Joint Chiefs of Staff Army General Mark Milley | Navy Petty Officer 1st Class Carlos M. Vazquez II, DOD, CC BY 2.0
The United States responded to the 9/11 attacks by terminating the Taliban regime in Afghanistan and quashing al-Qaida. At the time there was widespread domestic support for the action and most allied states were also in agreement, at least at first. A few analysts were more cautious and the openDemocracy view at the time was that al-Qaida wanted a war, to show how significant it was but also to trap Western forces in Afghanistan and drag the United States down in much the same way as Soviet Union had been in the 1980s.
Now, there are signs that precisely that is happening, with the Afghan government and the Taliban agreeing to an outline of how negotiations on a peace settlement might be achieved. This comes after two months of talks in Qatar that have really been between the United States and the Taliban. The main topic of the talks was the withdrawal of all uniformed US forces by next May in return for a Taliban ceasefire and a pledge from Taliban leadership that they would not allow al-Qaida or ISIS to maintain a presence in the country. Continue reading →
In the run-up to November’s US election, a sub-plot of the Trump campaign will be his claimed success at “bringing our boys back”. And indeed there will have been substantial troop withdrawals from Afghanistan as well as a more modest drawdown in Iraq, although that will still involve a reduction from 5,200 to 3,500.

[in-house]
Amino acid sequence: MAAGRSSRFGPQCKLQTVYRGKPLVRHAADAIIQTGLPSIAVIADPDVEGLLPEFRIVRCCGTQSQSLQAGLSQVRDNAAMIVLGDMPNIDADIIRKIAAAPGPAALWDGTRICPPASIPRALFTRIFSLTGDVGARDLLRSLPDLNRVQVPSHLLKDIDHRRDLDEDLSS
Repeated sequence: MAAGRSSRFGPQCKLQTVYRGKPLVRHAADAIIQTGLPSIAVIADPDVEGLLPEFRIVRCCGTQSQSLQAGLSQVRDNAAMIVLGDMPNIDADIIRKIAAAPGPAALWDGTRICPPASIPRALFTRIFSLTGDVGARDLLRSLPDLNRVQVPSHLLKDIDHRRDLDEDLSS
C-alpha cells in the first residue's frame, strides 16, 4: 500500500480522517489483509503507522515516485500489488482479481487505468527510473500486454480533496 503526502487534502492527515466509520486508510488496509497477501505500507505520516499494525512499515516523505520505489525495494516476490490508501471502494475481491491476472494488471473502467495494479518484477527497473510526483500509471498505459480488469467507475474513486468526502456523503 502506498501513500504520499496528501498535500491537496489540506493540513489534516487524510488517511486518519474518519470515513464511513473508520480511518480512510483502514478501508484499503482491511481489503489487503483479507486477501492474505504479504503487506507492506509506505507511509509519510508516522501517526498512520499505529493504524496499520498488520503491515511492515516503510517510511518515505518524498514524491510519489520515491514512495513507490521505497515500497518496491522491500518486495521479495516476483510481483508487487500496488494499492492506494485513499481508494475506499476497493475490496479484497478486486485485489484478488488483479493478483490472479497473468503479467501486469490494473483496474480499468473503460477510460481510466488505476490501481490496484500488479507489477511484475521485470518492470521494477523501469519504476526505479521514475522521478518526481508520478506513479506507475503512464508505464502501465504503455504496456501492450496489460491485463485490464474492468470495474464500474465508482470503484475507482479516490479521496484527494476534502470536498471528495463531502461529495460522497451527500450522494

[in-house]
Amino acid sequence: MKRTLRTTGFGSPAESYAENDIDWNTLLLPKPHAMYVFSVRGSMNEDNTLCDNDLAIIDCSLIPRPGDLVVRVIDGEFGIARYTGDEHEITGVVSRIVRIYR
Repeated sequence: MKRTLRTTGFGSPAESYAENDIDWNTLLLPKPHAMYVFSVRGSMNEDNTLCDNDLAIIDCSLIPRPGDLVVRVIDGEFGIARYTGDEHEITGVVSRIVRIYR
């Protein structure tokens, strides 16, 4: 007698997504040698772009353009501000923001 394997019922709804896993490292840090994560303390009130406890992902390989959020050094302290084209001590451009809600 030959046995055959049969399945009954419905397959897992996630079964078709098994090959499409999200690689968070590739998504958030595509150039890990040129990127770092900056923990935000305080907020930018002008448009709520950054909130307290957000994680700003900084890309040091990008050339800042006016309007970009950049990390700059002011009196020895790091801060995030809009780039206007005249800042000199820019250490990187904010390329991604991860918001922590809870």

Some of the Iraqi changes are redeployments to neighbouring states but there has certainly been an overall decrease in Afghanistan, even if few figures are available about the thousands of private security personnel operating under various government contracts. Continue reading →
From the moment Trump ordered U.S. troops to withdraw from Syria, Turkey wasted no time in launching an invasion of northern Syria. To understand the geopolitical stakes, I asked four people close to the situation for their assessments:
Salih Muslim, is spokesperson for the Democratic Union Party (PYD) in northern Syria. Fehim Taştekin, is an analyst and journalist, based in Vienna. Agit Polat, is spokesperson for the Kurdish Democratic Council in France (CDK-F) and based in Paris. Raphaël Lebrujah, is a journalist in Qamishlo.
Destroyed house in Sanaa. Photo: brahem Qasim [CC BY-SA 4.0] via Wikimedia Commons
The United Arab Emirates (UAE) just inked billions in deals to secure new weapons from top Pentagon contractor Raytheon a week after an Amnesty International investigation further implicated the Gulf nation in war crimes for transferring Western weapons to unaccountable militia groups, thereby deepening the humanitarian crisis and fueling carnage in war-ravaged Yemen.
“The ongoing carnage against civilians in Yemen—including at the hands of the Saudi Arabia and UAE-led coalition and the militias it backs—should give serious pause to all states supplying arms,” said Patrick Wilcken, arms control and human rights researcher at Amnesty International. “Emirati forces receive billions of dollars’ worth of arms from Western states and others, only to siphon them off to militias in Yemen that answer to no-one and are known to be committing war crimes.” Continue reading →
While SJR 54 claims to be aimed at achieving “the removal of United State Armed Forces from hostilities in the Republic of Yemen that have not been authorized by Congress,” it contains a major loophole that will allow the majority of U.S. troops in Yemen – if not all – to stay.
Last week, many celebrated the advancement of Senate Joint Resolution (SJR) 54, which had been introduced by Senator Bernie Sanders (I-VT), as a sign that the U.S. Congress was finally willing to act to reduce the U.S.’ culpability for the situation in Yemen, currently the world’s worst humanitarian crisis.